Back on the road, continue to the beach strip at Peninsula Ancón before heading to Sancti Spíritus, one of Cuba’s first colonial villages (founded 1514). On the way, stop in the Valle de Los Ingenios (Valley of the Sugar Mills) to witness its ruins of dozens of 19th-century sugar mills and slave quarters.
5. A drive on the wild side
Best road trip for wildlife watching
Havana–Playa Girón; 215km (130 miles)
This road trip winds through the core and along the pristine coastline of the majestic Ciénaga de Zapata, the Caribbean’s largest wetlands. Departing from Havana, take the Autopista Nacional (A1) for an hour and a half before taking a right at Entronque de Jagüey Grande. Stretch your legs at the visitors’ center in Boca de Guamá, where the little ones will enjoy a visit to the crocodile farm, the hummingbird feeding project or a boat trip to Laguna del Tesoro. Continue south and you’ll encounter a cenote, snorkeling sites, bird-watching trails, and seaside villages with helpful local people and some of the best seafood in Cuba.
Planning tip: The towns of Playa Larga and Playa Girón make great bases for exploring the area or diving in the amazing sites just offshore. Casas particulares (private homestays) are your best bet for accommodations here.
The winding curves and steep drop-offs of La Farola are not for the fainthearted © Alexandre G. ROSA / Shutterstock
6. Easternmost Cuba discovery
Best road trip for diverse landscapes
Santiago de Cuba–Baracoa; 226km (140 miles)
The most easterly region of Cuba offers quintessential landscapes of rugged mountains, zigzagging roads and epic coastline. La Farola, which traverses Guantánamo’s section of the Sierra Maestra for 40km (25 miles), is one of Cuba’s signature driving routes – but it’s not for the fainthearted. Expect narrow curves and precipitous inclines.
From Santiago de Cuba, follow the Autopista Nacional (A1) north for about 12km (7 miles) and then take the first right turn for the Carretera Central toward Guantánamo city. After a quick glimpse of the Cuban side of Guantánamo – with its small shopping boulevard and dusty Parque Martí – continue southeast for a trip along the southern coast. Expect a cacti-dotted semi-desert region with ocean-sprayed rocky terraces, stone beaches and intermittent riverside oases.
Just 16km (10 miles) after Imías, turn left toward the zigzagging La Farola road. This drive takes in lush forests and impossibly winding curves up to Baracoa. This town – dating to 1505, it was the first Spanish settlement on Cuba – was cut off from the rest of Cuba until La Farola was built in the 1960s. Thanks to rich local traditions, scenic vistas and endemic wildlife, a visit to Baracoa feels nearly like a trip to a different country.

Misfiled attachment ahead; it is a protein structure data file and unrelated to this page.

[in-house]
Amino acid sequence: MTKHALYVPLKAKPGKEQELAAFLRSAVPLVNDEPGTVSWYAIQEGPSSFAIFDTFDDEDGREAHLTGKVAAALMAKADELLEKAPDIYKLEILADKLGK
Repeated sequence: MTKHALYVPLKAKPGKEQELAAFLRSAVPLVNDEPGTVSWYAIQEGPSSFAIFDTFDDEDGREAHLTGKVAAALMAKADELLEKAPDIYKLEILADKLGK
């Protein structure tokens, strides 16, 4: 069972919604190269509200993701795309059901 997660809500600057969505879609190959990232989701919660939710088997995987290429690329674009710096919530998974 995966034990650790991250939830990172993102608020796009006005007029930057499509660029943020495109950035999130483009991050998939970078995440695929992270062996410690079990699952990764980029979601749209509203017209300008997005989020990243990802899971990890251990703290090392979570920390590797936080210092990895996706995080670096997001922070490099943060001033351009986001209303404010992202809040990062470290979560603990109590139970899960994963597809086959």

7. The full west-to-east route
Best road trip for a Cuba grand tour
Havana–Baracoa; 1094km (679 miles)
This grand tour crosses almost all of Cuba in a single, epic road trip, starting in Havana’s hectic streets and ending at Baracoa on the island’s easternmost tip. Allow plenty of time to stop in provincial capitals for a taste of local life in these beloved cities.
You’ll drive through the flatlands of Occidente (western Cuba to Villa Clara) to the mountainous landscapes of Oriente (eastern Cuba from Camagüey onward). Essential stops include French-inspired Cienfuegos, historical Trinidad, cultural Santa Clara, maze-like Camagüey and picturesque Bayamo. Along the way, you’ll enter the humid and hot region of Santiago and Guantánamo, with its mountainous Sierra Maestra and landmarks associated with the famous 1950s guerrillas.
Planning tip: In each place, take time to chat with Cubans; at a minimum, asking for directions will be a necessity as signage is nearly nonexistent on most roads. The more you interact with locals, the more you’ll discover the quirky corners and secluded natural wonders that make up the heart of Cuba.
Wherever you drive in Cuba, take a slow pace and expect to share the road © Mark Read / Lonely Planet
Tips for driving in Cuba
Roads in Cuba are usually in poor condition, with many potholes and few road signs. Expect a slow pace on any road journey. Cuba is arguably better explored with a guide-driver so that you can focus on the scenery instead of the road itself. When renting a car, make sure to book ahead; additionally, it is recommended to pay a “guardian” – known as parqueador – to watch the car at night. As street lights are scarce everywhere, including major cities, count on avoiding the road after dark.
Cuba’s ubiquitous classic American cars operate as taxis, and these can only be rented with drivers included – usually for rides within city limits, though occasionally for inter-city transfers. Many drivers offer day trips from Havana.